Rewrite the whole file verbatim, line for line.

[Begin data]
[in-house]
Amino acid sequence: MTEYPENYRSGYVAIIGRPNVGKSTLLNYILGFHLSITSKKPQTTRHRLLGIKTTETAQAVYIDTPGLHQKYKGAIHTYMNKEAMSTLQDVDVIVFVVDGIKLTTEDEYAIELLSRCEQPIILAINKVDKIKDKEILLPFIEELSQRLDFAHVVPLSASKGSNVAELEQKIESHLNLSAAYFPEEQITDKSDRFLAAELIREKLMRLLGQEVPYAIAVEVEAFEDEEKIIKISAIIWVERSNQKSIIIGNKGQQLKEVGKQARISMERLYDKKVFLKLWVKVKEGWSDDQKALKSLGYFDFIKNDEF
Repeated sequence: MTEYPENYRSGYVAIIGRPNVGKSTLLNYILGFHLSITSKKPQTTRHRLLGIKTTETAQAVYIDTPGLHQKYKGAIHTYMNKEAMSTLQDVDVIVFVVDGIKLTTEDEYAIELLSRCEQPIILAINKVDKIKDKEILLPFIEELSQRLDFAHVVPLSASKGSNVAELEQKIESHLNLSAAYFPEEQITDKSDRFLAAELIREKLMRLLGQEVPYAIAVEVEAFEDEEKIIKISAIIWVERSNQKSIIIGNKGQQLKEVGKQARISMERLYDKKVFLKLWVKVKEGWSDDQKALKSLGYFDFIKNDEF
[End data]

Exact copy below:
[in-house]
Amino acid sequence: MTEYPENYRSGYVAIIGRPNVGKSTLLNYILGFHLSITSKKPQTTRHRLLGIKTTETAQAVYIDTPGLHQKYKGAIHTYMNKEAMSTLQDVDVIVFVVDGIKLTTEDEYAIELLSRCEQPIILAINKVDKIKDKEILLPFIEELSQRLDFAHVVPLSASKGSNVAELEQKIESHLNLSAAYFPEEQITDKSDRFLAAELIREKLMRLLGQEVPYAIAVEVEAFEDEEKIIKISAIIWVERSNQKSIIIGNKGQQLKEVGKQARISMERLYDKKVFLKLWVKVKEGWSDDQKALKSLGYFDFIKNDEF
Repeated sequence: MTEYPENYRSGYVAIIGRPNVGKSTLLNYILGFHLSITSKKPQTTRHRLLGIKTTETAQAVYIDTPGLHQKYKGAIHTYMNKEAMSTLQDVDVIVFVVDGIKLTTEDEYAIELLSRCEQPIILAINKVDKIKDKEILLPFIEELSQRLDFAHVVPLSASKGSNVAELEQKIESHLNLSAAYFPEEQITDKSDRFLAAELIREKLMRLLGQEVPYAIAVEVEAFEDEEKIIKISAIIWVERSNQKSIIIGNKGQQLKEVGKQARISMERLYDKKVFLKLWVKVKEGWSDDQKALKSLGYFDFIKNDEF